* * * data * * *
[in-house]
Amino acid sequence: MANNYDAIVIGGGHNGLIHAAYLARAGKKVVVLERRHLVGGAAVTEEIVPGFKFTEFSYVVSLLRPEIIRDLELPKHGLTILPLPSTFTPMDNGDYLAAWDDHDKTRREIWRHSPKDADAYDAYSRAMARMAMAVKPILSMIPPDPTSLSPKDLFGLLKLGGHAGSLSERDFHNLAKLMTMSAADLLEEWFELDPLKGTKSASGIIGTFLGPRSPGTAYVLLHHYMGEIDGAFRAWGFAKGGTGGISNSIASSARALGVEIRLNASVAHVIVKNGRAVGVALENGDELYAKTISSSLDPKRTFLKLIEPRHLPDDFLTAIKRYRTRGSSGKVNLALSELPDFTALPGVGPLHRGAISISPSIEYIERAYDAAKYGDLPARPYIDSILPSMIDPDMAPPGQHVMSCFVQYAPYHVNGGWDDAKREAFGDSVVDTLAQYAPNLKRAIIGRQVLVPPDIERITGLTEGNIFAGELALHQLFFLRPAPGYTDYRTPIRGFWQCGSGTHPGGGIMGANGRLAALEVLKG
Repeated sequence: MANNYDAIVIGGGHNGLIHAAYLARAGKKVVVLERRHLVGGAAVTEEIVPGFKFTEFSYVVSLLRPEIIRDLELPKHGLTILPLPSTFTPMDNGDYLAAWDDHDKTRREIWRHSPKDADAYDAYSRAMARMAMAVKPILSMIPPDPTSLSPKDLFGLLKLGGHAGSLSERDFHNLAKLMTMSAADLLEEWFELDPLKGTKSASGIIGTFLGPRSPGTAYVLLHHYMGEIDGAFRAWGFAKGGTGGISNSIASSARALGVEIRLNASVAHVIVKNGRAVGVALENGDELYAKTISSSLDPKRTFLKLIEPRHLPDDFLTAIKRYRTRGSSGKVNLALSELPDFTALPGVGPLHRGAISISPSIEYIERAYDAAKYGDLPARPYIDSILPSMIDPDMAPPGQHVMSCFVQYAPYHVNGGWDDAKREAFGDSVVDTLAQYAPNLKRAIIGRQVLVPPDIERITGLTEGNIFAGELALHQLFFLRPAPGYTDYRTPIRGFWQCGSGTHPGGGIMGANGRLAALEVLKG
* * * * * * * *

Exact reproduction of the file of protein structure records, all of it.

[in-house]
Amino acid sequence: MANNYDAIVIGGGHNGLIHAAYLARAGKKVVVLERRHLVGGAAVTEEIVPGFKFTEFSYVVSLLRPEIIRDLELPKHGLTILPLPSTFTPMDNGDYLAAWDDHDKTRREIWRHSPKDADAYDAYSRAMARMAMAVKPILSMIPPDPTSLSPKDLFGLLKLGGHAGSLSERDFHNLAKLMTMSAADLLEEWFELDPLKGTKSASGIIGTFLGPRSPGTAYVLLHHYMGEIDGAFRAWGFAKGGTGGISNSIASSARALGVEIRLNASVAHVIVKNGRAVGVALENGDELYAKTISSSLDPKRTFLKLIEPRHLPDDFLTAIKRYRTRGSSGKVNLALSELPDFTALPGVGPLHRGAISISPSIEYIERAYDAAKYGDLPARPYIDSILPSMIDPDMAPPGQHVMSCFVQYAPYHVNGGWDDAKREAFGDSVVDTLAQYAPNLKRAIIGRQVLVPPDIERITGLTEGNIFAGELALHQLFFLRPAPGYTDYRTPIRGFWQCGSGTHPGGGIMGANGRLAALEVLKG
Repeated sequence: MANNYDAIVIGGGHNGLIHAAYLARAGKKVVVLERRHLVGGAAVTEEIVPGFKFTEFSYVVSLLRPEIIRDLELPKHGLTILPLPSTFTPMDNGDYLAAWDDHDKTRREIWRHSPKDADAYDAYSRAMARMAMAVKPILSMIPPDPTSLSPKDLFGLLKLGGHAGSLSERDFHNLAKLMTMSAADLLEEWFELDPLKGTKSASGIIGTFLGPRSPGTAYVLLHHYMGEIDGAFRAWGFAKGGTGGISNSIASSARALGVEIRLNASVAHVIVKNGRAVGVALENGDELYAKTISSSLDPKRTFLKLIEPRHLPDDFLTAIKRYRTRGSSGKVNLALSELPDFTALPGVGPLHRGAISISPSIEYIERAYDAAKYGDLPARPYIDSILPSMIDPDMAPPGQHVMSCFVQYAPYHVNGGWDDAKREAFGDSVVDTLAQYAPNLKRAIIGRQVLVPPDIERITGLTEGNIFAGELALHQLFFLRPAPGYTDYRTPIRGFWQCGSGTHPGGGIMGANGRLAALEVLKG